Former journalists win Liberal, NDP nominations in Toronto Centre


Former journalists win Liberal, NDP nominations in Toronto Centre
Chrystia Freeland was declared the Liberal candidate for Toronto Centre for an upcoming byelection Sunday.

Toronto, no stranger to newspaper wars, now has a whole new kind of media war looming in the Toronto Centre byelection — the battle of the former journalists.
On Sunday afternoon, only blocks away from each other in downtown Toronto, the Liberals and NDP chose to hand prized candidacies to two women who made the leap from journalism to politics this summer:

Linda McQuaig, a former Star columnist, and Chrystia Freeland, an international journalist most recently based in New York, promise to give the residents of Toronto Centre some lively debates, especially on the issue of income inequality and the decline of the middle class.
Even the Green Party is running an ex-reporter: John Deverell, who reported on labour, business and politics for the Star for 25 years.
oronto Centre is seen as a Liberal stronghold and leader Justin Trudeau, who is billing himself as a champion of the middle class, encouraged Freeland to run after reading her 2012 book, Plutocrats, which documents the rising, worldwide gap between rich and poor.
On Monday, Trudeau will be in Toronto to appear at his star candidate’s side — a sign of how much the party is investing in a byelection that hasn’t even been called yet. The seat became vacant when former Ontario premier and interim Liberal leader Bob Rae called it quits in July.
Freeland told Liberals on Sunday that Canada and the Liberal party are at a “tipping point” in history and the byelection in Toronto Centre is the beginning of a big shift in the fortunes of both.
In Justin Trudeau, the Liberal party has found a leader who can communicate that vision . . . and we as Liberals are willing and able and ready to rally,” Freeland said.
McQuaig, whose most recent book is The Trouble With Billionaires, left no doubt that she had Freeland in her sights when she made her speech to Toronto New Democrats.
“Freeland presents herself as a progressive, but her writings reveal that she regards as income inequality as inevitable — as something we really can’t do anything about,” McQuaig said.
“I strongly disagree with that and in my writings, I’ve demonstrated that rising inequality is not inevitable. Rather it’s the direct result of the right-wing economic policies embraced by the Conservatives and the Liberals.”
Freeland, however, wasn’t ready to reply in kind — at least not yet. She repeatedly told reporters after her victory that it wasn’t the time to wade into the fray with McQuaig, so soon after results were known.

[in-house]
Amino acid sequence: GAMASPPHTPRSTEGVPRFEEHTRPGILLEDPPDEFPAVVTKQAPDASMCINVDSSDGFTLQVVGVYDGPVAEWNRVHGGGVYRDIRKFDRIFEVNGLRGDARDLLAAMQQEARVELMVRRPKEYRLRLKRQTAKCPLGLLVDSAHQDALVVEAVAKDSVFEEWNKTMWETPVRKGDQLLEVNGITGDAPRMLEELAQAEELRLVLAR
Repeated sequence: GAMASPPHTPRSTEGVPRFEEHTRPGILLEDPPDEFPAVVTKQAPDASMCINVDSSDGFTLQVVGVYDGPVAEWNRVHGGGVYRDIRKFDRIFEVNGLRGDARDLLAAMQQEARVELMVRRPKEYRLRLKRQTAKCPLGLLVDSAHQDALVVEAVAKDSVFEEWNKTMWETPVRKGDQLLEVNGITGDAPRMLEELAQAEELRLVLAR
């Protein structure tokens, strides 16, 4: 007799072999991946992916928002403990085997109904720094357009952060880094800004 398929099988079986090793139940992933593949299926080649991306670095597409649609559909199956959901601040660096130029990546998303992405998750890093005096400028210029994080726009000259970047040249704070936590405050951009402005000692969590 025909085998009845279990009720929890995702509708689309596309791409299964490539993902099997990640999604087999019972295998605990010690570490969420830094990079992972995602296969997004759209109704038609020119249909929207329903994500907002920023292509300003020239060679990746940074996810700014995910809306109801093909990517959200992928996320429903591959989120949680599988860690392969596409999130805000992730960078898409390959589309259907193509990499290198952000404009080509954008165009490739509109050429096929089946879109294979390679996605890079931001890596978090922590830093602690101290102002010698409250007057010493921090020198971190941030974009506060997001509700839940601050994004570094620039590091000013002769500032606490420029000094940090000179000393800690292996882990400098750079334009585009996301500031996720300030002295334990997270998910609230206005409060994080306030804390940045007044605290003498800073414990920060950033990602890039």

She congratulated the future NDP candidate and avoided questions about where the two diverged on the subject of income inequality.
“Let’s get ready for hard work tomorrow,” Freeland told her fellow Liberals. About 500 Liberals cast ballots at the Toronto Reference Library on Sunday afternoon, roughly the same number that turned out for the NDP contest.
Freeland’s two rivals for the nomination, community organizer Todd Ross and former bank executive Diana Burke, stood on stage to endorse the result and Freeland said the Liberals, in a break with their past reputation for infighting, would stand united in Toronto Centre.
With a byelection possible as soon as October, McQuaig stressed to about 500 people packing an auditorium of the downtown YMCA that Toronto Centre will be “ground zero” in any efforts by the NDP to defeat the Stephen Harper Conservatives and win a majority over the Trudeau Liberals.
McQuaig won against two other candidates: one of them also a former journalist — former TV reporter Jennifer Hollett — as well as transgender activist Susan Gapka.
The riding is seen as a bellwether for the NDP and the Liberals; with the New Democrats keenly eyeing a chance to grow their own caucus at the expense, yet again, of the Liberals.
NDP candidate Susan Wallace came within about 10 percentage points of taking the riding during the 2011 election, when Rae saw his support drop by about 18 per cent, to 41 per cent of the vote.
There was a sense of great optimism after Sunday’s first-ballot victory that McQuaig, a well-known author and intellectual, could push the NDP to victory in the riding come the next election.
Her central focus, apart from helping the party try to defeat the “fading” Stephen Harper government, is income disparity across the country which, she says, is only being worsened by the Harper government.
But, “the stench of corruption hangs over them, making them wonderfully vulnerable,” McQuaig told the cheering crowd after her nomination win.
Media Mayor Inc.
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